Router Table Top Issue

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Forum topic by blackflyrancher posted 11-20-2013 10:31 AM 1144 views 0 times favorited 3 replies Add to Favorites Watch
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4 posts in 1721 days

11-20-2013 10:31 AM

Okay, so maybe this isn’t in the right place, but…

I built a pretty nice router table based on plans from “Woodworking with the Router…” by Bill Hylton. It turned out great, but my top is not perfect.

A straight edge laid across opposite corners show about a 16th inch dip in the middle. I haven’t mounted it to the base yet, but I’ve already laminated it with formica, banded the edges with hardwood, and framed out the bottom for stability.

Is there a way I can get this dang thing absolutely flat? I was thinking that when I mount it I could shim the frame on the bottom that connects to the base in such a way that I can remove the dip when I attach it. That’s the only thing I can think of. The dip is perfectly diagonal across the top, it’s flat on the opposite diagonal. I believe the top is 34”x 26” or thereabouts. I’m not at home to measure at the moment.

Is there a “close enough” mark, say if I cannot get it flat…within a 32nd in the middle maybe? Or do I just make another top if I can’t get this thing fixed. I put a lot of time in this project, so the situation is a bit disappointing and frustrating, however, I don’t want a crappy table top that won’t make precision cuts.

3 replies so far

View EEngineer's profile


1103 posts in 3641 days

#1 posted 11-20-2013 12:50 PM

To tell you truth, I prefer a slight crown in the table top. I have a router lift and it includes a 3/8” aluminum top that is perfectly flat. I reference everything to the lift top and the table surface is for nothing but support on longer pieces. With a slight crown, the lift top sits a little proud of the table and it is easy to reference to it and not the table.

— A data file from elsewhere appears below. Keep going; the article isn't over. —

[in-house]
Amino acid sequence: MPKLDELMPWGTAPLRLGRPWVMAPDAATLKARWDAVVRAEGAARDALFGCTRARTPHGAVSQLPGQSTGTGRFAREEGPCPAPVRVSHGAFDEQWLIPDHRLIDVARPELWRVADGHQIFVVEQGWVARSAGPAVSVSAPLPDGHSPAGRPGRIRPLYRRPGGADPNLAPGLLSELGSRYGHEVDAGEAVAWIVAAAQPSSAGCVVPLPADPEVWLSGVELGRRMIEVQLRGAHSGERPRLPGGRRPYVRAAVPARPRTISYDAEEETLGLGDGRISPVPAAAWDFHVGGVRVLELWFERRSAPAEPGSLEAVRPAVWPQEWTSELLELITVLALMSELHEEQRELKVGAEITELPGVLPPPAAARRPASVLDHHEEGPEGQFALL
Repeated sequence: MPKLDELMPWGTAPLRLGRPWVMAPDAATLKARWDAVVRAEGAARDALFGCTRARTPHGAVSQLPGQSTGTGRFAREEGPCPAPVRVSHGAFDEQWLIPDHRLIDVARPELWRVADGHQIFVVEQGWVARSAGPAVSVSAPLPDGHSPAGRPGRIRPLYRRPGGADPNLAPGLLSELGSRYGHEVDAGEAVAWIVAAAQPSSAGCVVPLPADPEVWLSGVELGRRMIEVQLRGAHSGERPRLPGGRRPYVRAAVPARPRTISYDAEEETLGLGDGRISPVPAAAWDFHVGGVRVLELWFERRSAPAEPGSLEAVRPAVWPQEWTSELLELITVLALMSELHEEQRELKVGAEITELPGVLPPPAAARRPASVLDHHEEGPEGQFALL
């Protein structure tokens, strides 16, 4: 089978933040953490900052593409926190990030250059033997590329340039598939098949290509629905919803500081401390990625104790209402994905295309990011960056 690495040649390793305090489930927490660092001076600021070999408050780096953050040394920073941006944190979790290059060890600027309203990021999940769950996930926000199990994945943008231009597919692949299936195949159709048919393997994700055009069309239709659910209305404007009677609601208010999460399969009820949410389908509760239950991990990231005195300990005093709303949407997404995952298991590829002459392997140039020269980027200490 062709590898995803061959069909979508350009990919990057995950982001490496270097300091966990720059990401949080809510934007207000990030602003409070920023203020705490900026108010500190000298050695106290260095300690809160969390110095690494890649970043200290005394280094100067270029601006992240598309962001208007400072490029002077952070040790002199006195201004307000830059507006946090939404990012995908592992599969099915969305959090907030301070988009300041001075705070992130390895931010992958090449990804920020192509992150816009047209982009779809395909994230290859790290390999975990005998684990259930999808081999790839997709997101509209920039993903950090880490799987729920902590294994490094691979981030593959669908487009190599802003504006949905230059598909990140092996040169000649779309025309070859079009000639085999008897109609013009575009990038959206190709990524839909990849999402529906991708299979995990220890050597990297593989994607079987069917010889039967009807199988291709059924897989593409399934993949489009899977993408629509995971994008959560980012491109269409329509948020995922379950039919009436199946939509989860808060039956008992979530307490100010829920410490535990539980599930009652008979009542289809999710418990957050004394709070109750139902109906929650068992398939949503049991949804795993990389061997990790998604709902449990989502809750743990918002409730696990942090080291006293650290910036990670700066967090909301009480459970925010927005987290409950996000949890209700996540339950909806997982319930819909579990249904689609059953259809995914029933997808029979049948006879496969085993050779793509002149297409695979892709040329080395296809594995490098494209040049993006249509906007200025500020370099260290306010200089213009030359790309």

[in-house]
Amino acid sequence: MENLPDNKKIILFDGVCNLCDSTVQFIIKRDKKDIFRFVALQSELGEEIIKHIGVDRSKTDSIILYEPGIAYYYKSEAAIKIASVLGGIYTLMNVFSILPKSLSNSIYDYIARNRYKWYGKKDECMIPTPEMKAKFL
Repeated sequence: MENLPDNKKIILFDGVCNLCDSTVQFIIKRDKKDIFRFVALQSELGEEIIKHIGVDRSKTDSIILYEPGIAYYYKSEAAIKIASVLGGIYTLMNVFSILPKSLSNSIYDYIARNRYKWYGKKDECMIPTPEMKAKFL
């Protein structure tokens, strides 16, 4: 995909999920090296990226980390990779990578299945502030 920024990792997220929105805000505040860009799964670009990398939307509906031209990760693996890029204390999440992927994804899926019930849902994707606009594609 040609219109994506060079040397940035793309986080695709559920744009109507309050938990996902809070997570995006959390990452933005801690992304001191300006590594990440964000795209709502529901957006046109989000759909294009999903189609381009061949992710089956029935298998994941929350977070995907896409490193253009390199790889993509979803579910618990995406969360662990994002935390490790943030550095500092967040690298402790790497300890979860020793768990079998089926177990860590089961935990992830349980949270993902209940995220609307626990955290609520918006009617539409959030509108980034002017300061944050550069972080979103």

1/16” seems a little excessive – what surface did you glue the top up on?

-- "Find out what you cannot do and then go do it!"

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1727 posts in 3327 days

#2 posted 11-20-2013 02:26 PM

He has a dip though, not a crown. Try shimming it when you attach it to whatever base you are going to use. I’m not sure how exactly because I’m not 100% clear on exactly how you planned to attach it.

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4 posts in 1721 days

#3 posted 11-20-2013 08:43 PM

I glued up two 3/4” sheets of mdf, then the laminate. It seemed a little much at the time, but I had the material, so I just did it. In hindsight, I might have gone with one 3/4” thickness mdf sheet and called it good, I think the problem came during glue up.

I’m attaching the table top to the base by the small supportive frame attached to the bottom. It’s made of 1”x2” and bolted into the top. It fits around the 3/4” plywood base. The base insets into the frame and I will attache it with fasteners (either wood screws or bolts, depending on which might take the dip out better). I think that If I really push the tipped up corners down while shimming the opposite corners I can pre drill for fasteners that will keep it in place.

It’ll be a shame if I can’t work this out, not sure if I can salvage the bottom frame since I laminated over the recessed nuts it’s bolted to the top with. I have a woodpeckers aluminum plate ready to go in, but if the thing won’t true up more, I’m not sure I should waste the time routing and cutting the inset – if I don’t, at least I have a table top work surface.


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